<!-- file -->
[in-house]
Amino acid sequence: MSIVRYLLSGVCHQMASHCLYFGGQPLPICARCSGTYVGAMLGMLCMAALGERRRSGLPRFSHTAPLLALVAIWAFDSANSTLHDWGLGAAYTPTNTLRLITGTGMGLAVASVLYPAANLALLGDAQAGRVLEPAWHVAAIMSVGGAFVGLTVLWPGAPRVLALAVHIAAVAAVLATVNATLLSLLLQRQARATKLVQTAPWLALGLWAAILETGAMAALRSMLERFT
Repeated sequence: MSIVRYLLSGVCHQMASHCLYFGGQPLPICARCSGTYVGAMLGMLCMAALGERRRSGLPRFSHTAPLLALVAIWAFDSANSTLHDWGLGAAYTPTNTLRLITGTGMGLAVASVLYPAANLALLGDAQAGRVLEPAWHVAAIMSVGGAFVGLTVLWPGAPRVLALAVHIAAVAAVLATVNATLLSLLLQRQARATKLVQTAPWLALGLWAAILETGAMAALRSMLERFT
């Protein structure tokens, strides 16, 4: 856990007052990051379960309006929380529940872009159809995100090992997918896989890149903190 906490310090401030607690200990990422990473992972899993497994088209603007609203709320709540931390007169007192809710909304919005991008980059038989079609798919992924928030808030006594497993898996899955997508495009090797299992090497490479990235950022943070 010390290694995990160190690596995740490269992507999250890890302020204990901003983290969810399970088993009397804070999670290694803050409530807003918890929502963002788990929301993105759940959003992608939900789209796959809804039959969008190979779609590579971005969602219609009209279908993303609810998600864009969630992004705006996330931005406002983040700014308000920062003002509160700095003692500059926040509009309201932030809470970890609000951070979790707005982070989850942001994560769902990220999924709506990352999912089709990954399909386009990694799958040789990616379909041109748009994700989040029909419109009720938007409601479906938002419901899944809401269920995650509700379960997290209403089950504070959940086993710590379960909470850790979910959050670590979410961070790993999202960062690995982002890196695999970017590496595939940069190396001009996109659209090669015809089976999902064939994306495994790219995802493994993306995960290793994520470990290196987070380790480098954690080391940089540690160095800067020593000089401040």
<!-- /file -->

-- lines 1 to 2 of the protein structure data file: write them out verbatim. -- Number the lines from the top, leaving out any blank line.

[in-house]
Amino acid sequence: MSIVRYLLSGVCHQMASHCLYFGGQPLPICARCSGTYVGAMLGMLCMAALGERRRSGLPRFSHTAPLLALVAIWAFDSANSTLHDWGLGAAYTPTNTLRLITGTGMGLAVASVLYPAANLALLGDAQAGRVLEPAWHVAAIMSVGGAFVGLTVLWPGAPRVLALAVHIAAVAAVLATVNATLLSLLLQRQARATKLVQTAPWLALGLWAAILETGAMAALRSMLERFT